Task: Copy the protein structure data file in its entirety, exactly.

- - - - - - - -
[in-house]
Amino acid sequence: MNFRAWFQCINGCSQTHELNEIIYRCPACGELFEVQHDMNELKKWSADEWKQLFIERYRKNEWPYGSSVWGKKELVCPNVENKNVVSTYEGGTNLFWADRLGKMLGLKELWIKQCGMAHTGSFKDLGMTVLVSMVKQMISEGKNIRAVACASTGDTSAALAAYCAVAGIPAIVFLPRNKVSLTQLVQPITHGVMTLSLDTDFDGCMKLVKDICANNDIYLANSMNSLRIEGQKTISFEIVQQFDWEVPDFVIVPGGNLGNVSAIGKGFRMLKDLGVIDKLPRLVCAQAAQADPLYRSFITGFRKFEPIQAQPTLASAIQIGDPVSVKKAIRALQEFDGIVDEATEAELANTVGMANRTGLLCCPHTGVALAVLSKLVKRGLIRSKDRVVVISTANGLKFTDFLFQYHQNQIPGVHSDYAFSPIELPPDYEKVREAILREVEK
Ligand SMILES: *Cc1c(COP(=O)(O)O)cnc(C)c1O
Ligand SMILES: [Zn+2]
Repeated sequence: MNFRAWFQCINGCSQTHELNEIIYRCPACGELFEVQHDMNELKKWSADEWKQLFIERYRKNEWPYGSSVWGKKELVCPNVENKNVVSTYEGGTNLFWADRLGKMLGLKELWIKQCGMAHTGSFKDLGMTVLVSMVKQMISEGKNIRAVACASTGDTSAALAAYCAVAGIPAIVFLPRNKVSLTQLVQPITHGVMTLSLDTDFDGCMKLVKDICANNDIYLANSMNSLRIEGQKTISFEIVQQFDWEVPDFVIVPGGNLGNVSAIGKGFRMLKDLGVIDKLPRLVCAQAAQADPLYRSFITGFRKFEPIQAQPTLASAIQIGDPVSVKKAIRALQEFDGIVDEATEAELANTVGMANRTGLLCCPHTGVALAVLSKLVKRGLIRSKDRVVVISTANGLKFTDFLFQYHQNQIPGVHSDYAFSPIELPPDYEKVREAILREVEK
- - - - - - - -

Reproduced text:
[in-house]
Amino acid sequence: MNFRAWFQCINGCSQTHELNEIIYRCPACGELFEVQHDMNELKKWSADEWKQLFIERYRKNEWPYGSSVWGKKELVCPNVENKNVVSTYEGGTNLFWADRLGKMLGLKELWIKQCGMAHTGSFKDLGMTVLVSMVKQMISEGKNIRAVACASTGDTSAALAAYCAVAGIPAIVFLPRNKVSLTQLVQPITHGVMTLSLDTDFDGCMKLVKDICANNDIYLANSMNSLRIEGQKTISFEIVQQFDWEVPDFVIVPGGNLGNVSAIGKGFRMLKDLGVIDKLPRLVCAQAAQADPLYRSFITGFRKFEPIQAQPTLASAIQIGDPVSVKKAIRALQEFDGIVDEATEAELANTVGMANRTGLLCCPHTGVALAVLSKLVKRGLIRSKDRVVVISTANGLKFTDFLFQYHQNQIPGVHSDYAFSPIELPPDYEKVREAILREVEK
Ligand SMILES: *Cc1c(COP(=O)(O)O)cnc(C)c1O
Ligand SMILES: [Zn+2]
Repeated sequence: MNFRAWFQCINGCSQTHELNEIIYRCPACGELFEVQHDMNELKKWSADEWKQLFIERYRKNEWPYGSSVWGKKELVCPNVENKNVVSTYEGGTNLFWADRLGKMLGLKELWIKQCGMAHTGSFKDLGMTVLVSMVKQMISEGKNIRAVACASTGDTSAALAAYCAVAGIPAIVFLPRNKVSLTQLVQPITHGVMTLSLDTDFDGCMKLVKDICANNDIYLANSMNSLRIEGQKTISFEIVQQFDWEVPDFVIVPGGNLGNVSAIGKGFRMLKDLGVIDKLPRLVCAQAAQADPLYRSFITGFRKFEPIQAQPTLASAIQIGDPVSVKKAIRALQEFDGIVDEATEAELANTVGMANRTGLLCCPHTGVALAVLSKLVKRGLIRSKDRVVVISTANGLKFTDFLFQYHQNQIPGVHSDYAFSPIELPPDYEKVREAILREVEK